"It's collective improvisation, but there are no tunes. I tried writing down ideas a long time ago but I don't do that anymore.". The French Ministry of Culture recognized Jordan as a Knight (Chevalier) of the Ordre des Arts et des Lettres in 1985. The French government bestowed him with their highest artistic award for his impetus as a visionary educator and performer. His imaginative sense of listening first brought together four outstanding saxophonists: Julius Hemphill, Hamiet Bluiett, Oliver Lake, and David Murray, who as the World Saxophone Quartet would be one of the most oustanding jazz ensembles throughout the 1980s. As an instructor of jazz studies at Southern University at New Orleans, Jordan encouraged his students to pursue new approaches to traditional musical forms.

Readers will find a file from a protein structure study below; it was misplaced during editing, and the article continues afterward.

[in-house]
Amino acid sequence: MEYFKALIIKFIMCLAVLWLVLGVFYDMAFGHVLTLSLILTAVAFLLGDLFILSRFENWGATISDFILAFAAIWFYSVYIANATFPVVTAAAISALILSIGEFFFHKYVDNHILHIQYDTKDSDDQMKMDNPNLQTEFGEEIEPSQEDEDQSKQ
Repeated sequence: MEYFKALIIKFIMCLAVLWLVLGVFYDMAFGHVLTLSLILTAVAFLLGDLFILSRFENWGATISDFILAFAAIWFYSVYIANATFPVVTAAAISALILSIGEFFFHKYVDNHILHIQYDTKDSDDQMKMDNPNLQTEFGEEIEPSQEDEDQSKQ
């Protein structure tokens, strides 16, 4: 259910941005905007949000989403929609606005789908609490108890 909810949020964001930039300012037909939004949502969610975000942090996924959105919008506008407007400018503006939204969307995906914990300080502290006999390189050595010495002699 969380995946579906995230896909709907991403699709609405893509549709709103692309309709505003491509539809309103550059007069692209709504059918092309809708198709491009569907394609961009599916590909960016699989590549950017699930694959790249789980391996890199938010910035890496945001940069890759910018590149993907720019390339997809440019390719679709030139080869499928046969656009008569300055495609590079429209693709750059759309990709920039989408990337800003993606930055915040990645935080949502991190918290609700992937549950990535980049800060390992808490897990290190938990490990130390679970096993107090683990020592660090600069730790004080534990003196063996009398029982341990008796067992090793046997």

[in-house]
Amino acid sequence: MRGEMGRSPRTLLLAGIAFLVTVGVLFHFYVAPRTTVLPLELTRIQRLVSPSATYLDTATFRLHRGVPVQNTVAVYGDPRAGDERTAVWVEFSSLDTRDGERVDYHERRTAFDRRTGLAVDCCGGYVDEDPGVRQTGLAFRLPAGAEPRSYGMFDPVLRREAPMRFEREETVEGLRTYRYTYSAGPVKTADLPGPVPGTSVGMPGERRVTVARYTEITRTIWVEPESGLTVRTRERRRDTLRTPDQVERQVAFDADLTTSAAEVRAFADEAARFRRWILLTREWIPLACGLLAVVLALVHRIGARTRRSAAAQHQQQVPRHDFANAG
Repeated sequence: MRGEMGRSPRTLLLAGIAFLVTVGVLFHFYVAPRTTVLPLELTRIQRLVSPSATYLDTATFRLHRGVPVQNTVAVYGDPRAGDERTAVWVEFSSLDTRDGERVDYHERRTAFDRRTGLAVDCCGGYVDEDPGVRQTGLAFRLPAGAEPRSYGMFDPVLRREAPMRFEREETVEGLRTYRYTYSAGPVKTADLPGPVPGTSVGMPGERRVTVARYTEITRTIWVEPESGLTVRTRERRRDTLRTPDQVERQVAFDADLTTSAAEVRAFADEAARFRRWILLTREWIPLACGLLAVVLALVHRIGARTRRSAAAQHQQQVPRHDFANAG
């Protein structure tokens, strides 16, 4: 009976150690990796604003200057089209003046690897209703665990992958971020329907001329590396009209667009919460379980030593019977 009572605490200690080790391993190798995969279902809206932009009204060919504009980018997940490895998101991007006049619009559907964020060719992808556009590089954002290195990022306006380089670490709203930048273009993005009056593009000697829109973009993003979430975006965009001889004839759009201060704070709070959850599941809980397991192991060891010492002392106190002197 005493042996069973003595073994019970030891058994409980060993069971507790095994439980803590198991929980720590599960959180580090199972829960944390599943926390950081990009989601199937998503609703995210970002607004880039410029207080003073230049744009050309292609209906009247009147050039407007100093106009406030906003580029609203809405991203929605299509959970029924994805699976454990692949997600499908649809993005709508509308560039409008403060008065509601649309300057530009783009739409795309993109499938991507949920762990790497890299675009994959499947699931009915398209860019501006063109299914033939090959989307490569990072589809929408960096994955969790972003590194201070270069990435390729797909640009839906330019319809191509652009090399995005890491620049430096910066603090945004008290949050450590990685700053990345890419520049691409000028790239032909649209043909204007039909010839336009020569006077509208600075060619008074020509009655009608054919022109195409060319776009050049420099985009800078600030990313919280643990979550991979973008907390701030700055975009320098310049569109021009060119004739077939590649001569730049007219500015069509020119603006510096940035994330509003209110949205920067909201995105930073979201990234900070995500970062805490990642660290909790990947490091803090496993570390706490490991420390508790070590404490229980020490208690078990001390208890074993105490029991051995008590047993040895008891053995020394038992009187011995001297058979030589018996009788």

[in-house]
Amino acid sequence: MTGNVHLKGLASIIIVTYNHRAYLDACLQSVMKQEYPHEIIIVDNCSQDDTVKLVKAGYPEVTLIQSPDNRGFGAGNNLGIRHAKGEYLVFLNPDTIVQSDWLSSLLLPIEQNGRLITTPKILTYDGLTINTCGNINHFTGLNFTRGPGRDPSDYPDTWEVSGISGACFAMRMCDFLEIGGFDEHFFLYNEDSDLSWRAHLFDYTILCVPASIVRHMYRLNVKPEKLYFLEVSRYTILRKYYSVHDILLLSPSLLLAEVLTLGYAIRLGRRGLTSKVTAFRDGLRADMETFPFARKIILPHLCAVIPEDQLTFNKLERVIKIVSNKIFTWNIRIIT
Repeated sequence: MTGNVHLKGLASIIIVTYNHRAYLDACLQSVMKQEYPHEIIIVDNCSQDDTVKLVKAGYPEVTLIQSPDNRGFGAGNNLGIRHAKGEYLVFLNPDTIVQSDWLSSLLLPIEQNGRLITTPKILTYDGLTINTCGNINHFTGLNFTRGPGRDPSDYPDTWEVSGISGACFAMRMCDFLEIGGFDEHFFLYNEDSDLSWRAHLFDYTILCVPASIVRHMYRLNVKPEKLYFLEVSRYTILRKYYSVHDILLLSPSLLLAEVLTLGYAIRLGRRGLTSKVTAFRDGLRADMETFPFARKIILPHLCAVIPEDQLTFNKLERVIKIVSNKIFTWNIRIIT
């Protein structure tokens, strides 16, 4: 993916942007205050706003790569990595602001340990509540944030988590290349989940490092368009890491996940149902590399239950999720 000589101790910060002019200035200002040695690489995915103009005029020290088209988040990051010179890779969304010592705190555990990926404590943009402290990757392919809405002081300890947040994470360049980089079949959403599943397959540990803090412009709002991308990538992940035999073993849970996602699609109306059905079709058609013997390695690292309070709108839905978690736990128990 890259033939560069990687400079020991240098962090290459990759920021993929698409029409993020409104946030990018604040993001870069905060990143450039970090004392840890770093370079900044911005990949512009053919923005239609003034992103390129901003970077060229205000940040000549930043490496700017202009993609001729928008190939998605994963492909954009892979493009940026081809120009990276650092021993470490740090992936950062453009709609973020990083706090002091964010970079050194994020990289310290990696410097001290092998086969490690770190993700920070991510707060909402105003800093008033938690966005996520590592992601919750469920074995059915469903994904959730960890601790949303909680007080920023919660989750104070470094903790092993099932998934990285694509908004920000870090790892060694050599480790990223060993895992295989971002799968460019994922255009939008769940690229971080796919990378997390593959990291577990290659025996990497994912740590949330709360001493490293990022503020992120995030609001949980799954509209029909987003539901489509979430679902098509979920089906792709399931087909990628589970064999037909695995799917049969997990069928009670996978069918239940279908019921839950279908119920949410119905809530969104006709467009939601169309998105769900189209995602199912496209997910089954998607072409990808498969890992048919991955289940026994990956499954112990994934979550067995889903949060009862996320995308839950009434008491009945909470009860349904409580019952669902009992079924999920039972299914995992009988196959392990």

Taking up on his advice, one student named Charles Joseph, a young trombonist, would become the brainchild for The Dirty Dozen Brass Band sound. By mixing elements of traditional jazz, bebop, and free jazz with R&B music, the DDBB would revitalize the New Orleans' brass band sound in the early 1980s. The brass band tune "Kidd Jordan's Second Line" was written by Kidd on the eve of the DDBB first european appearance in 1982; furthermore, Kidd fronted the DDBB on sopranino for their controversial performance in Groningen, Netherlands. In time, "Kidd Jordan's Second Line" would be recorded by the Dirty Dozen and Rebirth Brass Bands).
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